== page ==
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Unsung Heroes of Animation

Unsung Heroes of Animation

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Unsung Heroes of Animation

By Chris Robinson

Publication date: 2005
Total pages: 256
ISBN: 0 86196 665 1
Price: £ 17.50


Far beyond the Shrek, Toy Story and The Emperor’s New Groove billboards is a hidden little world that contains a variety of voices struggling to be seen and heard through the shouts from Hollywood. They are independent animators or personal filmmakers. These are animated films made with a wide array of techniques, themes and concepts that bear very little resemblance to the cookie cutter world of Hollywood animation.

Unsung Heroes of Animation profiles about 25 animators introducing readers to the artist, their life and work. Each chapter contains stills from the filmmakers’ work along with a detailed filmography and information about finding the works. The title of the book been unabashedly appropriated from Nick Tosches’ Unsung Heroes of Rock and Roll. In his seminal book, he introduces readers to a variety of rock and roll pioneers whose work was either forgotten or overlooked. Chris Robinson does not intend to dig too far into animation’s past as most of the unsung animators are contemporary and have been so thoroughly marginalized that they haven’t even reached a level of being forgotten. You must be first known to be ignored!


When future cinema archaeologists dig deep into the history of the art form that was animation, and its artists, during the late 20th and early 21st centuries, this excellent collection of insightful biographical essays by Chris Robinson, a modern Vasari, will provide invaluable illumination. As Artistic Director of the Ottawa International Animation Festival, Robinson is the perfect guide, viewing as he does over 1000 animated films a year. His book focuses on a world of little known, fiercely independent contemporary animators. Robinson writes with keen perception and a critical eye; he is sincere, compassionate and always passionate about his subjects, many of whom push the borders of film content and technique wide open. His unfailingly evocative descriptions of the works make one hungry to see them. ‘Let’s end the obscurity here and now’, demands Robinson, whose new book goes a long way toward doing just that.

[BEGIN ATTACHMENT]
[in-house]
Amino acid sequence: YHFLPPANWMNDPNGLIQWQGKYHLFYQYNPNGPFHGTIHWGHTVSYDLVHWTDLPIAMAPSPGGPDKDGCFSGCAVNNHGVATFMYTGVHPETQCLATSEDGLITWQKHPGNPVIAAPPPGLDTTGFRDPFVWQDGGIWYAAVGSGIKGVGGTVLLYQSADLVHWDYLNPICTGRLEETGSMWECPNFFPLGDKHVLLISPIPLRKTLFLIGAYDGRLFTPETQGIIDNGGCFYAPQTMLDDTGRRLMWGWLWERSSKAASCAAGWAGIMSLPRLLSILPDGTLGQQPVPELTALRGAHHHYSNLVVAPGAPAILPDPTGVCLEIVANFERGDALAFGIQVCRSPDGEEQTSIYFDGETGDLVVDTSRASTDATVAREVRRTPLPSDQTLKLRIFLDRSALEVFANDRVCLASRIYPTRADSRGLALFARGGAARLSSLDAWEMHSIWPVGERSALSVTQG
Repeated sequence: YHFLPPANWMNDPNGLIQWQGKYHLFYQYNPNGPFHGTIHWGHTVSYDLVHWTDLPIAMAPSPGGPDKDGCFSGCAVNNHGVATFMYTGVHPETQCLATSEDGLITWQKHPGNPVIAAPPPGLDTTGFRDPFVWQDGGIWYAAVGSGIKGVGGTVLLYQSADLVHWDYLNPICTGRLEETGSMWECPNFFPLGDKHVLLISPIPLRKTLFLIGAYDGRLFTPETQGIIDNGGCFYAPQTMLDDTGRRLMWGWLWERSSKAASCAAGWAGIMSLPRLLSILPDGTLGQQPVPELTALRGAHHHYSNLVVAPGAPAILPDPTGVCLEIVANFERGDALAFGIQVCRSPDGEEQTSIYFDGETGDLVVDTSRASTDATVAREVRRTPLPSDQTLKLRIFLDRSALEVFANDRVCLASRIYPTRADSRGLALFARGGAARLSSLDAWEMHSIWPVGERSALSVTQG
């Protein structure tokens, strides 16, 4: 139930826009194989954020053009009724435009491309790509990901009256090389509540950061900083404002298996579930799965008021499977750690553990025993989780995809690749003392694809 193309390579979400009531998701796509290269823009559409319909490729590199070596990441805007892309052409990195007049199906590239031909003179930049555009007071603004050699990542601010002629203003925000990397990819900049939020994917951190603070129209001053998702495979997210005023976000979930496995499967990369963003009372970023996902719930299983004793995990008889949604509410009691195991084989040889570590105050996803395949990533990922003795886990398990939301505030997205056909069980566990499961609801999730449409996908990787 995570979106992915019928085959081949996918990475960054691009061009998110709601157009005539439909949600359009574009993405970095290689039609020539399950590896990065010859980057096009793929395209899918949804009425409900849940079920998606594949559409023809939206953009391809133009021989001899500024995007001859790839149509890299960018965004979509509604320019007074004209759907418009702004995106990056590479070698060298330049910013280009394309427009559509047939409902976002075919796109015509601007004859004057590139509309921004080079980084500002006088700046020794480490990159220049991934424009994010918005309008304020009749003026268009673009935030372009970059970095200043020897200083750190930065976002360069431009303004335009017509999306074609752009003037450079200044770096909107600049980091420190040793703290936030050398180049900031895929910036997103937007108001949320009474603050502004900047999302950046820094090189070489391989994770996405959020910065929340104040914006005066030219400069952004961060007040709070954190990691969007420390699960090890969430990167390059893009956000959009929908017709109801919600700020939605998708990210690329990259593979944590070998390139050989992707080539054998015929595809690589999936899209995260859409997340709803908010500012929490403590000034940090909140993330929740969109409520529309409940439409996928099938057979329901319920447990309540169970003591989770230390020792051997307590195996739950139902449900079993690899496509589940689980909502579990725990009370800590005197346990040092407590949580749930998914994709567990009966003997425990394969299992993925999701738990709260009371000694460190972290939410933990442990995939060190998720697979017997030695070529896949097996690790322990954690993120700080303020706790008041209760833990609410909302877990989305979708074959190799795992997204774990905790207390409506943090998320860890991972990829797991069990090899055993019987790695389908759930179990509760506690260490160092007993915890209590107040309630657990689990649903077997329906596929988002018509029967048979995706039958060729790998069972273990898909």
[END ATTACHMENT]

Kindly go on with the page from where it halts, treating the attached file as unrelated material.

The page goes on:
John Canemaker

Opinionated, provocative, sometimes infuriating but always worth reading, Chris Robinson writes straight from the heart, and with a candour that is as rare as it is valuable. Anyone with even the slightest interest in the best of contemporary art animation can’t afford not to read this collection of essays.
Jayne Pilling, Editor of A Reader in Animation Studies

Chris Robinson’s Unsung Heroes of Animation is a highly commendable project as he gives recognition to exciting talents who are not well known. Moreover he writes in depth, informative essays instead of brief, almost meaningless pieces that fail to capture the uniqueness of the artist and their work. He provides insights, not praise. He also takes risks and includes little known artists who are not universally recognized by the public. When I opened his manuscript I was so delighted with it that I found it hard to put it down. This volume is an important contribution to our knowledge of contemporary animation
Karl Cohen, author of Forbidden Animation: Censored Cartoons and Blacklisted Animators

While other books on independent animation primarily have featured images, Unsung Heroes of Animation also provides a much needed contextual framework for appreciating a range of innovative works. Clearly written and well-researched, the essays in this book add significantly to our understanding of animation art. This collection should find a home in every animation library, and will appeal to anyone seeking animated work that’s beyond the mainstream.
Maureen Furniss, Founding Editor, Animation Journal


Chris Robinson is an author, freelance writer and the Artistic Director of the Ottawa International Animation Festival

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